February 18, 2019
By Steve Holland
WEST PALM BEACH, Fla. (Reuters) – U.S. President Donald Trump will say in a speech on Monday that Venezuela’s military officials should “work toward democracy” or risk losing everything they have.
“The United States knows where military officials and their families have money hidden throughout the world,” the White House said in describing what Trump planned to say.
The White House issued points from a speech Trump was to deliver in the Miami area later in the day, saying the president will say the Venezuelan military should let humanitarian aid into the country.
Trump will offer strong support for National Assembly President Juan Guaido, who the United States views as the legitimate president of Venezuela, in the speech at Florida International University.
The White House said Trump will say the current path toward democracy is irreversible in Venezuela and that “Venezuelan military officials have a clear choice – work toward democracy for their future and the future of their families, or they will lose everything they have.”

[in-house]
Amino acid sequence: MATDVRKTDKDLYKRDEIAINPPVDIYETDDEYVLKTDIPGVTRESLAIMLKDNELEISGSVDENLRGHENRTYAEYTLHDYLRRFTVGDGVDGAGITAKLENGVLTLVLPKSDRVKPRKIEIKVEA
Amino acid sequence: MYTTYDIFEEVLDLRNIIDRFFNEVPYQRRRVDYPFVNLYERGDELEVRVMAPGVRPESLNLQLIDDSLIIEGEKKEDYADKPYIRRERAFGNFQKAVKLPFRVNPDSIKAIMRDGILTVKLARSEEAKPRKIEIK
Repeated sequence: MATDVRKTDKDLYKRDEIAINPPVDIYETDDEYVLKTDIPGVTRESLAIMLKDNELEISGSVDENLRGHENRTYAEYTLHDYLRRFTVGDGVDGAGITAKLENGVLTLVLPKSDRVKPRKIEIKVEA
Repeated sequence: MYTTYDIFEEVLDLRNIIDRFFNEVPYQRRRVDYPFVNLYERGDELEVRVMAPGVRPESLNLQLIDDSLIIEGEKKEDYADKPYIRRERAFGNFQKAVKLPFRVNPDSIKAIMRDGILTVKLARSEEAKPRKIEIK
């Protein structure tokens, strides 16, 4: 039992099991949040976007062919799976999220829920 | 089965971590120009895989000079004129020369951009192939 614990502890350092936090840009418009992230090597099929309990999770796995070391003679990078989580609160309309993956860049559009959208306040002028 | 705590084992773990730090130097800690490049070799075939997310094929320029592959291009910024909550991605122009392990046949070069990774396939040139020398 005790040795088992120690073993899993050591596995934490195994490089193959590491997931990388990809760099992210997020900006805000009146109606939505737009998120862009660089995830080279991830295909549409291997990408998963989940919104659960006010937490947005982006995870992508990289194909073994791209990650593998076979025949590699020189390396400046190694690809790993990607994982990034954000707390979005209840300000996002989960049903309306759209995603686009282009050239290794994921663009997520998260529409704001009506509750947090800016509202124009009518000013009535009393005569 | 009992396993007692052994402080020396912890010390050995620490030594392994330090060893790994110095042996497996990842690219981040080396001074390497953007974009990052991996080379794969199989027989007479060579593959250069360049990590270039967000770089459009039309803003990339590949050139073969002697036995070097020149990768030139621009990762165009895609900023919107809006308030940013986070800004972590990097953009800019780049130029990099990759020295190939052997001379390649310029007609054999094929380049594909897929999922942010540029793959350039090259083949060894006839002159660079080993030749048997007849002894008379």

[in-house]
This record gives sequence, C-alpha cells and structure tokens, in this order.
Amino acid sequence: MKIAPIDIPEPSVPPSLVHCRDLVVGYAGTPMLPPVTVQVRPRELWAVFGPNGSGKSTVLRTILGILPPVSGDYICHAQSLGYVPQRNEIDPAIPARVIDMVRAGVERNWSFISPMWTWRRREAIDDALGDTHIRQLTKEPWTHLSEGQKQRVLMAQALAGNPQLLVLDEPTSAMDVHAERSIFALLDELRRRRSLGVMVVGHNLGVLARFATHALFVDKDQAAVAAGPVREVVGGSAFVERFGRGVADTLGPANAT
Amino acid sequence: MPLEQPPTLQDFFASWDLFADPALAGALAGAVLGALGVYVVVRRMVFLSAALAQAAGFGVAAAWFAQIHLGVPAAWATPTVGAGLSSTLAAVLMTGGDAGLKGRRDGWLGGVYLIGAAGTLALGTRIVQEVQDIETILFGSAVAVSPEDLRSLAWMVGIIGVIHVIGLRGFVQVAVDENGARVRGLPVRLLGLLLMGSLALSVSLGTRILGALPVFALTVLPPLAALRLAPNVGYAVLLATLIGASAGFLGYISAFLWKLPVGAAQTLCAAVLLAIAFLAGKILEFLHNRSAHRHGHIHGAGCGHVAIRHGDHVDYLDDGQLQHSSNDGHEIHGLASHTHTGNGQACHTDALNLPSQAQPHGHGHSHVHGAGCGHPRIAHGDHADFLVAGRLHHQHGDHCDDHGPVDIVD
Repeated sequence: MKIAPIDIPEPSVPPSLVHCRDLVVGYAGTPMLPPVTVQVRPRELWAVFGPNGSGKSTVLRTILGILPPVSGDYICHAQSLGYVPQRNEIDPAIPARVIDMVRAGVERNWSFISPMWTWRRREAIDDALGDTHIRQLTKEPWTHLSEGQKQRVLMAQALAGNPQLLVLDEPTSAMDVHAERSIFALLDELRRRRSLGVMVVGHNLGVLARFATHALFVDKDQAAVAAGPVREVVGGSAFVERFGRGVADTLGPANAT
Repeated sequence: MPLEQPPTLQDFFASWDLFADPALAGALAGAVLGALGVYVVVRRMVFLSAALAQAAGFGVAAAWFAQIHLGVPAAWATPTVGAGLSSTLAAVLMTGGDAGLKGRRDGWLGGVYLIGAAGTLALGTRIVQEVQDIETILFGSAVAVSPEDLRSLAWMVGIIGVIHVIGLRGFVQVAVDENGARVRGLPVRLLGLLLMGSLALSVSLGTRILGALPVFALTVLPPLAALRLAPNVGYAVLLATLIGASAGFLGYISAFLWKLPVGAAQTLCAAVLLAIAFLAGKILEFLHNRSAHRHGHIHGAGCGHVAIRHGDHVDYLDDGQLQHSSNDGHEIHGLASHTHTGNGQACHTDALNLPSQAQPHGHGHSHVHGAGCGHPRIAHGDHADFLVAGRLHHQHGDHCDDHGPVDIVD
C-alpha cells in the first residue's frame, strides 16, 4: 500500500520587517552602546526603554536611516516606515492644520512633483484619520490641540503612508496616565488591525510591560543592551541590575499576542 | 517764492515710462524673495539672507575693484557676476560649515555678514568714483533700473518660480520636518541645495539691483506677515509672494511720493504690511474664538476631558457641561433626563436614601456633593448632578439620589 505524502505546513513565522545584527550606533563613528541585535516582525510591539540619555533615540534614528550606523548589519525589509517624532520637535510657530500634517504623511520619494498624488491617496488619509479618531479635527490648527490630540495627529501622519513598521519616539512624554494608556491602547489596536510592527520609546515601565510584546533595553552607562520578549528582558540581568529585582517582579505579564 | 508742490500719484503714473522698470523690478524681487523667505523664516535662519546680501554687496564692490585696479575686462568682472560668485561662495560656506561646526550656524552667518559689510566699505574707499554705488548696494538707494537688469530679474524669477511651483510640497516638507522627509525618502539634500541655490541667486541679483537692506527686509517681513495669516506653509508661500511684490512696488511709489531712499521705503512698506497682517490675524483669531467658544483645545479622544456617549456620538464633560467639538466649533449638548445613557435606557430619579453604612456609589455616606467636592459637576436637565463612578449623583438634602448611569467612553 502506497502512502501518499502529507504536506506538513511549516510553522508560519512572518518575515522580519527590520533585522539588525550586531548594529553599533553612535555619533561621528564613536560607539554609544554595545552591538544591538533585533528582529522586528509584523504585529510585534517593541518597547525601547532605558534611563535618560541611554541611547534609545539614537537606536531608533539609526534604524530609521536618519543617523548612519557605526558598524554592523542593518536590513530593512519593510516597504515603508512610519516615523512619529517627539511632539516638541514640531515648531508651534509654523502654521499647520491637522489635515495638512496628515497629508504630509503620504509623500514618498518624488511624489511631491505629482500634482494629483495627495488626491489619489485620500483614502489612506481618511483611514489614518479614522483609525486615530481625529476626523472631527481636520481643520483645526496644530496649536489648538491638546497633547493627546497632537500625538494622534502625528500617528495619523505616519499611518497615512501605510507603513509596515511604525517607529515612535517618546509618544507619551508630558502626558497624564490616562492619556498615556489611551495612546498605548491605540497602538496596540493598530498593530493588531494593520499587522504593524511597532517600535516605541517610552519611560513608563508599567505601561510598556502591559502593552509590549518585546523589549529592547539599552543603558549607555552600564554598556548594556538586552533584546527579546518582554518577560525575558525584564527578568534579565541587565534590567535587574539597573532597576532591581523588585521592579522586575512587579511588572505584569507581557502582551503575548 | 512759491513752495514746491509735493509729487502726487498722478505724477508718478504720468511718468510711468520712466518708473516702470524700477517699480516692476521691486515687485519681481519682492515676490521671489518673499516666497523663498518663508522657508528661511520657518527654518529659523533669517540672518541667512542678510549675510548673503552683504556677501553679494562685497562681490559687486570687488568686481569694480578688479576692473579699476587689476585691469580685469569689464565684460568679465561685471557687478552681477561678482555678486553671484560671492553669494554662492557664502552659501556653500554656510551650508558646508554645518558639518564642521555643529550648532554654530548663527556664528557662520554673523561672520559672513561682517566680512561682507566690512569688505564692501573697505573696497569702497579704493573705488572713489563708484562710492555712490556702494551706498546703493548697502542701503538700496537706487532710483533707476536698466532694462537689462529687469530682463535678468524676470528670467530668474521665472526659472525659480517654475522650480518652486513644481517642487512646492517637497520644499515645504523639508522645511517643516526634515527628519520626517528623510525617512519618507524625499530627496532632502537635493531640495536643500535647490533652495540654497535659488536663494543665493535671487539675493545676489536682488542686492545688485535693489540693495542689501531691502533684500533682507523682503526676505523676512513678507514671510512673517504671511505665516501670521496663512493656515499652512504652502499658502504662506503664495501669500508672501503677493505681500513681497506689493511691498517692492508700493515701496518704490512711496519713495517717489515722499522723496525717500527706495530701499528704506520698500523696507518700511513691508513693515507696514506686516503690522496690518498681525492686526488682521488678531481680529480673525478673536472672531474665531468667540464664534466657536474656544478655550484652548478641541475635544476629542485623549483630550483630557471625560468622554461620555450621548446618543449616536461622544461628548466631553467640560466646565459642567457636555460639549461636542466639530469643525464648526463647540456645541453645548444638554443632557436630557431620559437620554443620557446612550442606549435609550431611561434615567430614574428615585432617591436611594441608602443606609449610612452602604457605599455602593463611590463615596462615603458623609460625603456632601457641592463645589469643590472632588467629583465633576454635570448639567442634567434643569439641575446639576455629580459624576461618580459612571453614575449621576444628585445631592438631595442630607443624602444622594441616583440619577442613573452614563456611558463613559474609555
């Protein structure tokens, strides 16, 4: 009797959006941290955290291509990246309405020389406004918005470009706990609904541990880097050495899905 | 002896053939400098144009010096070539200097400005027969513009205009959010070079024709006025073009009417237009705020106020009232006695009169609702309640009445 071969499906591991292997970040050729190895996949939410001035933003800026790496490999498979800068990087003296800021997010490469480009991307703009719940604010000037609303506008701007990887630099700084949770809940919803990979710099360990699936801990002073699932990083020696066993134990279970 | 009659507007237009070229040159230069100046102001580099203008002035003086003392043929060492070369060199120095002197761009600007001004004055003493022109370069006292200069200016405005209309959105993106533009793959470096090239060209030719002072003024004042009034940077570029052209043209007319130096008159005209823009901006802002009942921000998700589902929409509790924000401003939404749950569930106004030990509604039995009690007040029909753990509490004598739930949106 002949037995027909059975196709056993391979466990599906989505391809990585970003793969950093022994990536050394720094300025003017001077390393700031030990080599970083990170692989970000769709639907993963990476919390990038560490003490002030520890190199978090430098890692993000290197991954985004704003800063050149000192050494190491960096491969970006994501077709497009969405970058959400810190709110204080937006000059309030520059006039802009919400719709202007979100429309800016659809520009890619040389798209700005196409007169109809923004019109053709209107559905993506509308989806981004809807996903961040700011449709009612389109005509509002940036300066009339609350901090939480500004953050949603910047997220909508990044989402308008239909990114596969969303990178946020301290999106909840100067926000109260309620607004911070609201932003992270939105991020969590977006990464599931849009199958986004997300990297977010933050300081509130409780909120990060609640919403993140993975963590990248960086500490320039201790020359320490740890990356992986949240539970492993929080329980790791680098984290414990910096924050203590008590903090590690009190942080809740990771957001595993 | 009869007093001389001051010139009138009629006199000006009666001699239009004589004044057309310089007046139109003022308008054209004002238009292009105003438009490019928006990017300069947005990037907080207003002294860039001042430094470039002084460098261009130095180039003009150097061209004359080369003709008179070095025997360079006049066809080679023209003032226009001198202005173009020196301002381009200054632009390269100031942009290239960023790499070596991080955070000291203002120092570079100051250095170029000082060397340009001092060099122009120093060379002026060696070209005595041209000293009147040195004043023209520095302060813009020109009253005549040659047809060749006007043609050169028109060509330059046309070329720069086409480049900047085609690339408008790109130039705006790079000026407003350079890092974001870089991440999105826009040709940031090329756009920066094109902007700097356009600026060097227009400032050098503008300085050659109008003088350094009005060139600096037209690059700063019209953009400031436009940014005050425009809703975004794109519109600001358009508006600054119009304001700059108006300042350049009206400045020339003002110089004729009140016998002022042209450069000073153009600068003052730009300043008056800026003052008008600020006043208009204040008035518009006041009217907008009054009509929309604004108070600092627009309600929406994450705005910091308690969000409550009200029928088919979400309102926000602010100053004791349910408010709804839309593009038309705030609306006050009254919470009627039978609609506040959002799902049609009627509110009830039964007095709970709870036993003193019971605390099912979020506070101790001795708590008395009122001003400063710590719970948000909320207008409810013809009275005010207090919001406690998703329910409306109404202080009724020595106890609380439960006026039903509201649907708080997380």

Venezuelan President Nicolas Maduro, who the United States wants to give up power, has been refusing to let in humanitarian aid that has been piling up in the Colombian border city of Cucuta.
Guaido has said he will announce details on Monday of how he plans to get the aid into the country from Colombia, Brazil and Curacao, despite Maduro’s opposition.
“The military and security forces should listen to President Guaido and allow humanitarian aid into Venezuela,” the White House said in describing what Trump will say.
Trump will also say Venezuela should not be “a puppet state” of Cuba and that a peaceful transition to democracy in Venezuela will help promote democracy in Nicaragua and Cuba.
Most Western countries, including the United States, have recognized Guaido as Venezuela’s legitimate head of state, but Maduro’s socialist government retains the backing of Russia and China, as well as control of state institutions including the military.
Trump, who wants to boost support among Florida’s Hispanic voters as he looks ahead to his re-election campaign in 2020, was also expected to stress what he considers the “dangers of socialism” in his speech.
(Reporting by Steve Holland; Editing by Tom Brown)